Javatpoint Logo
Javatpoint Logo

Boolean Algebra:

A complemented distributive lattice is known as a Boolean Algebra. It is denoted by (B, ∧,∨,',0,1), where B is a set on which two binary operations ∧ (*) and ∨(+) and a unary operation (complement) are defined. Here 0 and 1 are two distinct elements of B.

Since (B,∧,∨) is a complemented distributive lattice, therefore each element of B has a unique complement.

Properties of Boolean Algebra:

1. Commutative Properties:

      (i)a+b = b+a
      (ii)a*b=b *a

2. Distributive Properties

      (i) a+(b*c)=(a+b)*(a+c)
      (ii)a*(b+c)=(a*b)+(a*c)

3. Identity Properties

      (i) a+0=a
      (ii) a *1=a

4. Complemented Laws:

      (i) a+a'=1
      (ii)a * a'=0

Sub-Algebra:

Consider a Boolean-Algebra (B, *, +,', 0,1) and let A ⊆ B. Then (A,*, +,', 0,1) is called a sub-algebra or Sub-Boolean Algebra of B if A itself is a Boolean Algebra i.e., A contains the elements 0 and 1 and is closed under the operations *, + and '.

Example: Consider the Boolean algebra D70 whose Hasse diagram is shown in fig:

Boolean Algebra

Clearly, A= {1, 7, 10, 70} and B = {1, 2, 35, 70} is a sub-algebra of D70. Since both A and B are closed under operation ∧,∨and '.

Note: A subset of a Boolean Algebra can be a Boolean algebra, but it may or may not be sub-algebra as it may not close the operation on B.

Isomorphic-Boolean Algebras:

Two Boolean algebras B and B1 are called isomorphic if there is a one to one correspondence f: B⟶B1 which preserves the three operations +,* and ' for any elements a, b in B i.e.,
                    f (a+b)=f(a)+f(b)
              f (a*b)=f(a)*f(b) and f(a')=f(a)'.

Example: The following are two distinct Boolean algebras with two elements which are isomorphic.

1.The first one is a Boolean Algebra that is derived from a power set P(S) under ⊆ (set inclusion),i.e., let S = {a}, then B = {P(S), ∪,∩,'} is a Boolean algebra with two elements P(S) = {∅,{a}}.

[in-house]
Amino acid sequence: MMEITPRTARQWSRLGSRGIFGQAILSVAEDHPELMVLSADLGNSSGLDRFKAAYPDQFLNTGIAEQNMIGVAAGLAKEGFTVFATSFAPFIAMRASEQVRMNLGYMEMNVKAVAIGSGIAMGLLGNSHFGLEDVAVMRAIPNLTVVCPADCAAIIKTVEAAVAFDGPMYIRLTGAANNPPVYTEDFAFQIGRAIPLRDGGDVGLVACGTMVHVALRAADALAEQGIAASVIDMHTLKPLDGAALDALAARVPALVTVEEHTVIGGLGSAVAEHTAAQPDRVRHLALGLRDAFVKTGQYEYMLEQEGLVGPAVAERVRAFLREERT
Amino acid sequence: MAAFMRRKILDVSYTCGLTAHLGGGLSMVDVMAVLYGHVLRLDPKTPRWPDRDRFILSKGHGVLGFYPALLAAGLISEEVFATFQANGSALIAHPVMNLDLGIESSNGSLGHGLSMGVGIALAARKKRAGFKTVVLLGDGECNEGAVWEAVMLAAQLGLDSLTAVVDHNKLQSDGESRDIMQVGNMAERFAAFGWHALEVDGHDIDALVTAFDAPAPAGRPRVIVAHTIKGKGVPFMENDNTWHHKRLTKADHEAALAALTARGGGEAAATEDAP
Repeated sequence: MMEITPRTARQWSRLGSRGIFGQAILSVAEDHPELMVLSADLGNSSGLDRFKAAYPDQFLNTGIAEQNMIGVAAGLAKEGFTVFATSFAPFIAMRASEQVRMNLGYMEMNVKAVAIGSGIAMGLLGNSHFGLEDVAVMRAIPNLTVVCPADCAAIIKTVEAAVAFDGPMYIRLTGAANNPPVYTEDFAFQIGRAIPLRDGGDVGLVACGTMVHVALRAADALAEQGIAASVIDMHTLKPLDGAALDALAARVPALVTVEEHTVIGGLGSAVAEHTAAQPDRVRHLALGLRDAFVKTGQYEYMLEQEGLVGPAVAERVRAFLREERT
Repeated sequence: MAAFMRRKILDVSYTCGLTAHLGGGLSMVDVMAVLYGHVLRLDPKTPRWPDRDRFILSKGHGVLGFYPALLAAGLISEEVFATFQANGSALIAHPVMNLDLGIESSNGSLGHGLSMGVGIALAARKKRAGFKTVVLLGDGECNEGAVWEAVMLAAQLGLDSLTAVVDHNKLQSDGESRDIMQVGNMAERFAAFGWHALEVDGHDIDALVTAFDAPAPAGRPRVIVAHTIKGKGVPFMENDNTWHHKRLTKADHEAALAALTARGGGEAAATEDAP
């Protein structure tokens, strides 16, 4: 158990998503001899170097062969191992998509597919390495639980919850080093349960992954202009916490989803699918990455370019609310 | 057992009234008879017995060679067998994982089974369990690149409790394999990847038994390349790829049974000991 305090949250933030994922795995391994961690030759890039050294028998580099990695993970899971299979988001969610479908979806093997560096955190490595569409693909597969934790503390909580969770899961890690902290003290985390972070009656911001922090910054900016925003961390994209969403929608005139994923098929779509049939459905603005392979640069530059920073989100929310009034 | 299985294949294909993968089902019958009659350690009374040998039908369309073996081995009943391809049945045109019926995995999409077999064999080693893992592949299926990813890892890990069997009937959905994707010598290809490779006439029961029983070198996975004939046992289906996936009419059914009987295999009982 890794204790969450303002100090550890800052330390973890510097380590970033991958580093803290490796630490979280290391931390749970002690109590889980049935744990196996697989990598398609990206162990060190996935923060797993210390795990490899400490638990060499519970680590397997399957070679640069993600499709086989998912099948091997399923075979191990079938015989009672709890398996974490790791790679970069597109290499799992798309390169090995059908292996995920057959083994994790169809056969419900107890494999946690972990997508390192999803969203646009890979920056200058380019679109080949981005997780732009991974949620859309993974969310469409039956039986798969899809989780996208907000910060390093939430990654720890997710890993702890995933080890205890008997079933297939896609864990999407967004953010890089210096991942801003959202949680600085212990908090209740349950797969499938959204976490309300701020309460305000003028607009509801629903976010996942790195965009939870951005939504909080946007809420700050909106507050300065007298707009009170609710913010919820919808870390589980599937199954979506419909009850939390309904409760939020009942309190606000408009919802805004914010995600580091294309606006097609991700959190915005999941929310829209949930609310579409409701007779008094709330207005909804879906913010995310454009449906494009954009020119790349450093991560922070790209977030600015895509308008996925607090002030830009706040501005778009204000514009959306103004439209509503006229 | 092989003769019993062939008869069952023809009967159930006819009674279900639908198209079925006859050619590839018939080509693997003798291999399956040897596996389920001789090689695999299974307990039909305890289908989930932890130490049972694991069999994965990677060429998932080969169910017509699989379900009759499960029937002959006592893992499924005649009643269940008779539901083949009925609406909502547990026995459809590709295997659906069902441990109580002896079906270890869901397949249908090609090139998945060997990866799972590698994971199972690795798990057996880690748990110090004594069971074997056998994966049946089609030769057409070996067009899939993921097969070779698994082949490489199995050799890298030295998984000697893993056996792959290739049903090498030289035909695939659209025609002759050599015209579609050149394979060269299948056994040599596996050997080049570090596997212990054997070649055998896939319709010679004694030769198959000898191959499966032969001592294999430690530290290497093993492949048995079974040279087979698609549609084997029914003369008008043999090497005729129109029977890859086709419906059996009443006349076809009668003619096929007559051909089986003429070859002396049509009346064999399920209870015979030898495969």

2. The second one is a Boolean algebra {B, ∨,∧,'} with two elements 1 and p {here p is a prime number} under operation divides i.e., let B = {1, p}. So, we have 1 ∧ p = 1 and 1 ∨ p = p also 1'=p and p'=1.

The table shows all the basic properties of a Boolean algebra (B, *, +, ', 0, 1) for any elements a, b, c belongs to B. The greatest and least elements of B are denoted by 1 and 0 respectively.

1. a ≤b iff a+b=b                               2. a ≤b iff a * b = a
3. Idempotent Laws                        4. Commutative Property
    (i)a+b=a                                                (i)a+b=b+a
    (ii) a * a = a                                           (ii)a*b=b*a
5. Associative Property                   6. Absorption Laws
    (i)a+(b+c)=(a+b)+c                             (i)a+(a*b)=a
    (ii)a*(b*c)=(a*b)*c                             (ii)a*(a+b)=a
7. Identity Laws                               8. Null Laws
    (i) a+0=a                                               (i)a*0=0
    (ii) a*1=a                                             (ii)a+1=1
9. Distributive Laws                        10. Complement Laws
      (i)a*(b+c)=(a*b)+(a*c)                     (i)0'=1
  (ii) a+(b*c) = (a+b)*(a+c)                     (ii)1'=0
                                                                (iii)a+a'=1
                                                                (iv)a*a'=0
11. Involution Law                           12.De Morgan's Laws
    (a')'=a                                                    (i)(a *b)'=(a' +b')
                                                                 (ii) (a+b)'=(a' *b')

Note:
1. 0 ≤ a ≤ 1 for every a ∈ B.
2. Every element b has a unique complement b'.

Boolean Functions:

Consider the Boolean algebra (B, ∨,∧,',0,1). A function from A''to A is called a Boolean Function if a Boolean Expression of n variables can specify it.

For the two-valued Boolean algebra, any function from [0, 1]n to [0, 1] is a Boolean function.

Example1: The table shows a function f from {0, 1}3 to {0, 1}

(x, y, z) f
(0, 0, 0) 0
(0, 0, 1) 0
(0, 1, 0) 1
(0, 1, 1) 0
(1, 0, 0) 1
(1, 0, 1) 1
(1, 1, 0) 0
(1, 1, 1) 1

Example2: The table shows a function f from {0, 1, 2, 3}2 to {0,1,2,3}.

(x, y) f
(0, 0) 1
(0, 1) 0
(0, 2) 0
(0, 3) 3
(1, 0) 1
(1, 1) 1
(1, 2) 0
(1, 3) 3
(2, 0) 2
(2, 1) 0
(2, 2) 1
(2, 3) 1
(3, 0) 3
(3, 1) 0
(3, 2) 0
(3, 3) 2

Note: A function can always be described in tabular form. An alternative way of expressing the functions is specifying the function by an expression.


Next TopicBoolean Expression




Help Others, Please Share

facebook twitter google plus pinterest

Learn Latest Tutorials


Preparation


Trending Technologies


B.Tech / MCA